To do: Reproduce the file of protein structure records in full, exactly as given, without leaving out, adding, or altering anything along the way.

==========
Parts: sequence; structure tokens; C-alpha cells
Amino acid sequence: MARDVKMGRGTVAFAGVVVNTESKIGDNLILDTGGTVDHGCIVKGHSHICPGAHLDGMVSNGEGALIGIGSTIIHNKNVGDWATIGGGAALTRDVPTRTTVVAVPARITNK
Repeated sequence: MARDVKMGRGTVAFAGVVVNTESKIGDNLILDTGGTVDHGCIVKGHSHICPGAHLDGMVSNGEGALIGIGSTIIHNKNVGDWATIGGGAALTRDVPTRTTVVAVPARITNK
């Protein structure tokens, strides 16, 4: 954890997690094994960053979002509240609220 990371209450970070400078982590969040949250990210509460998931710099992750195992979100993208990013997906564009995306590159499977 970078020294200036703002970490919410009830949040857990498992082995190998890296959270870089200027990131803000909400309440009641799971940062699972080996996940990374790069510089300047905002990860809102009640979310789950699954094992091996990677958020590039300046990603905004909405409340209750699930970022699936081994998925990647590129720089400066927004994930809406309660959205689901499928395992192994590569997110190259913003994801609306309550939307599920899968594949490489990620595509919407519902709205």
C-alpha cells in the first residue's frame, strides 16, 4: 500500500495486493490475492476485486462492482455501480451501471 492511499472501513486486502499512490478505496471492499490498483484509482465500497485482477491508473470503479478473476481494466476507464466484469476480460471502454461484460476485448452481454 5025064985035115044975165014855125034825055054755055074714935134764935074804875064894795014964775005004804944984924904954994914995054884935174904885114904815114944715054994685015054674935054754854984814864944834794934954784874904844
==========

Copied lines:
Parts: sequence; structure tokens; C-alpha cells
Amino acid sequence: MARDVKMGRGTVAFAGVVVNTESKIGDNLILDTGGTVDHGCIVKGHSHICPGAHLDGMVSNGEGALIGIGSTIIHNKNVGDWATIGGGAALTRDVPTRTTVVAVPARITNK
Repeated sequence: MARDVKMGRGTVAFAGVVVNTESKIGDNLILDTGGTVDHGCIVKGHSHICPGAHLDGMVSNGEGALIGIGSTIIHNKNVGDWATIGGGAALTRDVPTRTTVVAVPARITNK
């Protein structure tokens, strides 16, 4: 954890997690094994960053979002509240609220 990371209450970070400078982590969040949250990210509460998931710099992750195992979100993208990013997906564009995306590159499977 970078020294200036703002970490919410009830949040857990498992082995190998890296959270870089200027990131803000909400309440009641799971940062699972080996996940990374790069510089300047905002990860809102009640979310789950699954094992091996990677958020590039300046990603905004909405409340209750699930970022699936081994998925990647590129720089400066927004994930809406309660959205689901499928395992192994590569997110190259913003994801609306309550939307599920899968594949490489990620595509919407519902709205």
C-alpha cells in the first residue's frame, strides 16, 4: 500500500495486493490475492476485486462492482455501480451501471 492511499472501513486486502499512490478505496471492499490498483484509482465500497485482477491508473470503479478473476481494466476507464466484469476480460471502454461484460476485448452481454 5025064985035115044975165014855125034825055054755055074714935134764935074804875064894795014964775005004804944984924904954994914995054884935174904885114904815114944715054994685015054674935054754854984814864944834794934954784874904844